3 – Himmler Cancelled Their Initial Appointment but Heydrich Showed Up Anyway
Heydrich refused to take any job he deemed ‘beneath him’ and yearned to take up a role that placed him back in uniform. Von Osten was a member of the Nazi Party and suggested that he look for employment with the group. In 1931, Heinrich Himmler was setting up a counterintelligence division of the SS and agreed to interview Heydrich upon a recommendation from Karl von Eberstein who was a friend of von Osten’s.
Himmler canceled the meeting at the last minute, but Heydrich’s fiancée would not take no for an answer and ignored the message. She packed Heydrich’s suitcase and sent him to Munich. He met Eberstein at the railway station and was brought directly to Himmler who agreed to take the meeting after all. Himmler asked the interviewee to provide him with some ideas on how he would develop the intelligence service. Heydrich drew upon his love of detective and spy novels and, despite his lack of real-world experience in the field, he deeply impressed Himmler who reportedly hired him on the spot.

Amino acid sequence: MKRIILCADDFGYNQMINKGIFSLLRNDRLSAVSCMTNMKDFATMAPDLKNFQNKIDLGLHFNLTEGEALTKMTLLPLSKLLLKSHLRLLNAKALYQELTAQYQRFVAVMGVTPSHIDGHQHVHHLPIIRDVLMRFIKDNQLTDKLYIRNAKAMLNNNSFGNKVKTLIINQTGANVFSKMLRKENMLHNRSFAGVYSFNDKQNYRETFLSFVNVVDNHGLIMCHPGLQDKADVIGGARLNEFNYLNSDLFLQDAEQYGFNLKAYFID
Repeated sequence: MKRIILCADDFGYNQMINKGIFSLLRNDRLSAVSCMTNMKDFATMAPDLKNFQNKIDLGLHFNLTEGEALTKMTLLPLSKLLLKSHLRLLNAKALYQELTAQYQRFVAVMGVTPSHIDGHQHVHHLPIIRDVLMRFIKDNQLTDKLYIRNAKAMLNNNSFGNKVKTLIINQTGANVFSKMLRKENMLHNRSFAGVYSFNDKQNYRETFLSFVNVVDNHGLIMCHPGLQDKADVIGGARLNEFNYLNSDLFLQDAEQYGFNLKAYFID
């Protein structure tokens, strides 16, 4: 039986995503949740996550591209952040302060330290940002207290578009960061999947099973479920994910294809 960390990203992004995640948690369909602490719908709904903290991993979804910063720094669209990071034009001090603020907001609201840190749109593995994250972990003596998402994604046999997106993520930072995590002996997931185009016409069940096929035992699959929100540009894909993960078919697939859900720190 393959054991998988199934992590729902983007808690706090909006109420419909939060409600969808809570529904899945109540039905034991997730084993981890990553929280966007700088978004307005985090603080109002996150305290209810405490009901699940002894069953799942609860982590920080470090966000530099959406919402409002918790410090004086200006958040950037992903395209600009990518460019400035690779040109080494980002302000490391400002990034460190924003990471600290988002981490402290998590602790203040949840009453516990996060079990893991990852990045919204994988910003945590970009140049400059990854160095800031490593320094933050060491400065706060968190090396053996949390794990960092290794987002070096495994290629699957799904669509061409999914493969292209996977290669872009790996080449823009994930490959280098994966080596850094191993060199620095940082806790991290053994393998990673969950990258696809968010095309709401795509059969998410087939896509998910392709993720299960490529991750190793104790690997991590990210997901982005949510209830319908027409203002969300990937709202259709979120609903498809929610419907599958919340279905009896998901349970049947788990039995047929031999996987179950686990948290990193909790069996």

By the standards of the time, the monthly salary of 180 Reichsmarks (equivalent to $40 at the time) was low, but Heydrich accepted because von Osten’s family supported the party, the nature of the role appealed to him, and perhaps he realized that the group was on an upward curve. Within a year, his monthly salary increased to 290 Reichsmarks, and by 1938, he earned over 1,400 Reichsmarks a month which was a very high wage compared to the average.
Heydrich did not waste any time acclimating to his new role which he began on August 1, 1931. His office was at the Nazi Party HQ in Munich called Brown House. Within a few months, he had created a list of informants and spies. Heydrich loved gossip and kept folders of rumors and details of the sexual activities and private lives of leading Nazis with a view to using the information for blackmail purposes.